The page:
{¶ 19} With regard to the timing of the court's action, a trial court is vested with discretion in rendering decisions on discovery matters. Mauzy v. Kelly Serv., Inc. (1996), 75 Ohio St.3d 578, 592, 664 N.E.2d 1272. On review, this court is to determine whether the trial court abused its discretion. Id. To show an abuse of discretion, the complaining party must show that the judge's actions were “unreasonable, arbitrary, or unconscionable.” Blakemore v. Blakemore (1983), 5 Ohio St.3d 217, 450 N.E.2d 1140. Moreover, “ ‘an appellate court will reverse the decision of a trial court that extinguishes a party's right to discovery if the trial court's decision is improvident and affects the discovering party's substantial rights.’ ” Id., quoting Rossman v. Rossman (1975), 47 Ohio App.2d 103, 110, 1 O.O.3d 206, 352 N.E.2d 149.

{¶ 20} Pursuant to Loc.R. 11(C) of the Court of Common Pleas of Cuyahoga County, General Division, the nonmoving party has at least seven days to serve and file “a brief written statement of reasons in opposition to the motion and a list of citations of authorities which are relied upon.” While a judge may conclude that the nonmovant will not have a meritorious response to the motion, a judge should endeavor to provide the nonmovant with an opportunity to respond so the record may be preserved. Carrington v. Cleveland Bd. of Edn. (Dec. 9, 1999), Cuyahoga App. No. 74624.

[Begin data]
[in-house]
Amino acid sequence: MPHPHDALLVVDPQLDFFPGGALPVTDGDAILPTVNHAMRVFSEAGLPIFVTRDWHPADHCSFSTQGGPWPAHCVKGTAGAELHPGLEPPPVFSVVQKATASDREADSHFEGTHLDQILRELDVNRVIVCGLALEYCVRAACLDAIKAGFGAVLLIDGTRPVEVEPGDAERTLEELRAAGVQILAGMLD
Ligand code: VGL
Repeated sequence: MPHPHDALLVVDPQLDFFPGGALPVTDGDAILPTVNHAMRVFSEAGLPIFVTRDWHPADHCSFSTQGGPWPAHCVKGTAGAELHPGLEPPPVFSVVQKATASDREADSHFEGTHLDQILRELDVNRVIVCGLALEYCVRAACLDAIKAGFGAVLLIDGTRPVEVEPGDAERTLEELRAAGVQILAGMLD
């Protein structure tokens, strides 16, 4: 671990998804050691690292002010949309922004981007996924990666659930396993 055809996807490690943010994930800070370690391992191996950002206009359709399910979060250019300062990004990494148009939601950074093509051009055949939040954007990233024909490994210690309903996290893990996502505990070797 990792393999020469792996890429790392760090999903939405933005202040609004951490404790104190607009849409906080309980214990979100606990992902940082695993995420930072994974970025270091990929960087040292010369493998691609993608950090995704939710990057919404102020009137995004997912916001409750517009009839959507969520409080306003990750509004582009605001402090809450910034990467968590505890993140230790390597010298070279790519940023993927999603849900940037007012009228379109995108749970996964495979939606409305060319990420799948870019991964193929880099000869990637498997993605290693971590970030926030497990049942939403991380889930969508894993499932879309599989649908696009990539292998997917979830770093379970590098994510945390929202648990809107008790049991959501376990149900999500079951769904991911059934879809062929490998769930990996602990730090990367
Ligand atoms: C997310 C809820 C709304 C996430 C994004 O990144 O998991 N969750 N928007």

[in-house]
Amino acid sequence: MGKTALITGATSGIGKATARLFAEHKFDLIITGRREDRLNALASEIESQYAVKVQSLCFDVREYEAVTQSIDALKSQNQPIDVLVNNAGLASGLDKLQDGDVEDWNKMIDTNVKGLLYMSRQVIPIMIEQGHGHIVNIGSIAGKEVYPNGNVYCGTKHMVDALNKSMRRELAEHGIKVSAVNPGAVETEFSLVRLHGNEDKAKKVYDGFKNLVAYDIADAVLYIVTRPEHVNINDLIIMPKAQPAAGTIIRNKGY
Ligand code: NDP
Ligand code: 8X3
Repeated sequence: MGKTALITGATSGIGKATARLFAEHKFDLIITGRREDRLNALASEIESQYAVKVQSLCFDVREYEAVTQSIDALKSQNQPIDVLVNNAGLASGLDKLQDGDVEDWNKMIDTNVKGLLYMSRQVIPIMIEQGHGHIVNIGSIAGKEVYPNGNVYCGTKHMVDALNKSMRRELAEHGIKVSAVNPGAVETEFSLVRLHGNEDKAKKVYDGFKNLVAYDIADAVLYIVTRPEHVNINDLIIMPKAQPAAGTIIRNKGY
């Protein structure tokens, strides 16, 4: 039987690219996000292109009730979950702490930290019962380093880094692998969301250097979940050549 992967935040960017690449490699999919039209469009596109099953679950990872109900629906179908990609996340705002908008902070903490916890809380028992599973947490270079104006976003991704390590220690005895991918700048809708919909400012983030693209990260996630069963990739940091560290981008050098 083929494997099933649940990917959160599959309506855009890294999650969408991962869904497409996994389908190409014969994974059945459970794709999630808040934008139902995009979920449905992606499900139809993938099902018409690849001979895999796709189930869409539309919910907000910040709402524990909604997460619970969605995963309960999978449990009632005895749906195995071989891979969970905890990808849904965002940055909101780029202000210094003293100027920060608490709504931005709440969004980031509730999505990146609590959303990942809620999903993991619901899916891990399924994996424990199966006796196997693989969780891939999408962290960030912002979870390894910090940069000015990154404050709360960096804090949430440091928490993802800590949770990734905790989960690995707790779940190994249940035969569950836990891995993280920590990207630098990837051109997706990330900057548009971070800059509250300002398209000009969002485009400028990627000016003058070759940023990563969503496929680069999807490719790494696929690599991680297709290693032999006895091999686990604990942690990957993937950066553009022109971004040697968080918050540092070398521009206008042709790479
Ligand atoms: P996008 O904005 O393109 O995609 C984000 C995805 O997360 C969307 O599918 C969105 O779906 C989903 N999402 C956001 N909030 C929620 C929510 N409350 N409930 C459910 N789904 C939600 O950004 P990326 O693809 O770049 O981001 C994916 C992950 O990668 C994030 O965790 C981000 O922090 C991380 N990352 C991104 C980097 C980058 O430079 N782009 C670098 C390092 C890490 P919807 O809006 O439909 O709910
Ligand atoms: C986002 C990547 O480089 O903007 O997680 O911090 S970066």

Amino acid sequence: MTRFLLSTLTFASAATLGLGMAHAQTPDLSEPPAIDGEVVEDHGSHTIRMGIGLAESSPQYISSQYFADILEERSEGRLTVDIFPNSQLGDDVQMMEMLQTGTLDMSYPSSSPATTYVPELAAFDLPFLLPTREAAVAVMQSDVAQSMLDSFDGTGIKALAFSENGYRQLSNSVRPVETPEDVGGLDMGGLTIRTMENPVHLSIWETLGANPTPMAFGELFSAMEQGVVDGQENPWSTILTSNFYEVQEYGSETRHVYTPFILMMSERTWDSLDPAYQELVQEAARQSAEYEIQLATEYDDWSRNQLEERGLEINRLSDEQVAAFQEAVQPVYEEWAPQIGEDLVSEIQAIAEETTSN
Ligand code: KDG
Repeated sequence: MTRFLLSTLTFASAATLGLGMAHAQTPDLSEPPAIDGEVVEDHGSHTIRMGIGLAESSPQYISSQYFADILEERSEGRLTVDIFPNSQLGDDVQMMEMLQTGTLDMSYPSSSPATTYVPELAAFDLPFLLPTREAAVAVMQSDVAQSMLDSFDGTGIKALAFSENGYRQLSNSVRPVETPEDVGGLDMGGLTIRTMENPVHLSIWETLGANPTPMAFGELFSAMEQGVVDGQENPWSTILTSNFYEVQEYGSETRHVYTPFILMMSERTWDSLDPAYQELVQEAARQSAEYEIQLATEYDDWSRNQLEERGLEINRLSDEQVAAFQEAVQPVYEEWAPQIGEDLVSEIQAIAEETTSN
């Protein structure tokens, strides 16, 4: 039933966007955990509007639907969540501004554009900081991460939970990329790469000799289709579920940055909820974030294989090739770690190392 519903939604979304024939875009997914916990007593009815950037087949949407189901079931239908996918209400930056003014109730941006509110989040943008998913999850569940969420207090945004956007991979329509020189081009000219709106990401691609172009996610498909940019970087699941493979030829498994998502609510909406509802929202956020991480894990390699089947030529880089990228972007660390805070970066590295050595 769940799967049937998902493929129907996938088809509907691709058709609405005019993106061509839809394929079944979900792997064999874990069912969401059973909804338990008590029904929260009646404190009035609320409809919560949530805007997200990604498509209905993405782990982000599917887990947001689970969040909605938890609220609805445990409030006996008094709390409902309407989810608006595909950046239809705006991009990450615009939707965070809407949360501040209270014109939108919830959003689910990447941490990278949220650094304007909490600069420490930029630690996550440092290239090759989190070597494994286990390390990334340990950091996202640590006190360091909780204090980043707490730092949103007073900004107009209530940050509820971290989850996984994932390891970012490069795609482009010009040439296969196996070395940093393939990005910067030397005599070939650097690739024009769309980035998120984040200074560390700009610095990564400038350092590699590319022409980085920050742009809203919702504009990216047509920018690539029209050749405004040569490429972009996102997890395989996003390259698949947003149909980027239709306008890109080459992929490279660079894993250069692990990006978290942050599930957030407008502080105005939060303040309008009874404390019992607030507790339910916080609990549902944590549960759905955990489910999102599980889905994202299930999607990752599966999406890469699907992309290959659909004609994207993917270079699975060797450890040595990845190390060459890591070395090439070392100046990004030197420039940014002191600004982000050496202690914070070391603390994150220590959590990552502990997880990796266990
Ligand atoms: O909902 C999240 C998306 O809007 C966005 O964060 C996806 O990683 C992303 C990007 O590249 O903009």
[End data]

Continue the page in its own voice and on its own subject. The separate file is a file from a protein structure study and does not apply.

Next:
{¶ 21} With regard to the substantive law, we note that a party may not create a factual issue by filing an affidavit, after a motion for summary judgment has been made, that contradicts his earlier deposition testimony. Bellian v. Bicron Corp. (Dec. 18, 1992), Geauga App. No. 92-G-1695; McCain v. Cormell (June 30, 1994), Trumbull App. No. 93-T-4967; Gagne v. Northwestern Natl. Insurance Co. (C.A.6, 1989), 881 F.2d 309, 315. Accord Steiner v. Steiner (July 12, 1995), Scioto App. No. 93CA2191.

{¶ 22} In this matter, the trial court entered its ruling prior to the expiration of plaintiff's response time. However, the basis offered for the affidavit-i.e., plaintiff's confusion due to blood sugar issues, should have been raised following the termination of the testimony. In this matter, plaintiff did not assert any changes in form or substance in accordance with Civ.R. 30(E). Cf. Bishop v. Admr., Bur. of Workers' Comp. (2001), 146 Ohio App.3d 772, 768 N.E.2d 684.